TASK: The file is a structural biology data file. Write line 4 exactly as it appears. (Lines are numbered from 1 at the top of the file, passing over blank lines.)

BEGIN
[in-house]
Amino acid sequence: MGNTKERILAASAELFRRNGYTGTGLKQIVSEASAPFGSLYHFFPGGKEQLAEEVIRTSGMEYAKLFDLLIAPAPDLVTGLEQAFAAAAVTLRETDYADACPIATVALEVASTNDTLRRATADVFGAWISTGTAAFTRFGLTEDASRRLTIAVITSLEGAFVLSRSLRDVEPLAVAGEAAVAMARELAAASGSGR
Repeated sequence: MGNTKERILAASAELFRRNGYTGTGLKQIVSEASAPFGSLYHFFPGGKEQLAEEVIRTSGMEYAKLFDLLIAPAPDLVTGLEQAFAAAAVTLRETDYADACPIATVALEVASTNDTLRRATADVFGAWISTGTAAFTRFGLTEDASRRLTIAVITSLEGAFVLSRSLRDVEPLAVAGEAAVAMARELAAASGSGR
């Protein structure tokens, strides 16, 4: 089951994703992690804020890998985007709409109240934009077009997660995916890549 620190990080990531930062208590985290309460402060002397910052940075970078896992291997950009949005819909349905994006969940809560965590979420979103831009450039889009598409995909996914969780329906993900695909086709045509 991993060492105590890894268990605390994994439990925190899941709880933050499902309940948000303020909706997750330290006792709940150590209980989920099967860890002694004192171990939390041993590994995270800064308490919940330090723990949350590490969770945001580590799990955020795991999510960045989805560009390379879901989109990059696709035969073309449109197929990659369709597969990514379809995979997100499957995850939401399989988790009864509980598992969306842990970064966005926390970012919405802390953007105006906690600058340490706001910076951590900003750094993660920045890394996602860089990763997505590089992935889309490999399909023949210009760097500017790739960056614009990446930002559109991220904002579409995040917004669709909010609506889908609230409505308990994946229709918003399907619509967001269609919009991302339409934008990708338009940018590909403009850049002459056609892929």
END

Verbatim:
């Protein structure tokens, strides 16, 4: 089951994703992690804020890998985007709409109240934009077009997660995916890549 620190990080990531930062208590985290309460402060002397910052940075970078896992291997950009949005819909349905994006969940809560965590979420979103831009450039889009598409995909996914969780329906993900695909086709045509 991993060492105590890894268990605390994994439990925190899941709880933050499902309940948000303020909706997750330290006792709940150590209980989920099967860890002694004192171990939390041993590994995270800064308490919940330090723990949350590490969770945001580590799990955020795991999510960045989805560009390379879901989109990059696709035969073309449109197929990659369709597969990514379809995979997100499957995850939401399989988790009864509980598992969306842990970064966005926390970012919405802390953007105006906690600058340490706001910076951590900003750094993660920045890394996602860089990763997505590089992935889309490999399909023949210009760097500017790739960056614009990446930002559109991220904002579409995040917004669709909010609506889908609230409505308990994946229709918003399907619509967001269609919009991302339409934008990708338009940018590909403009850049002459056609892929």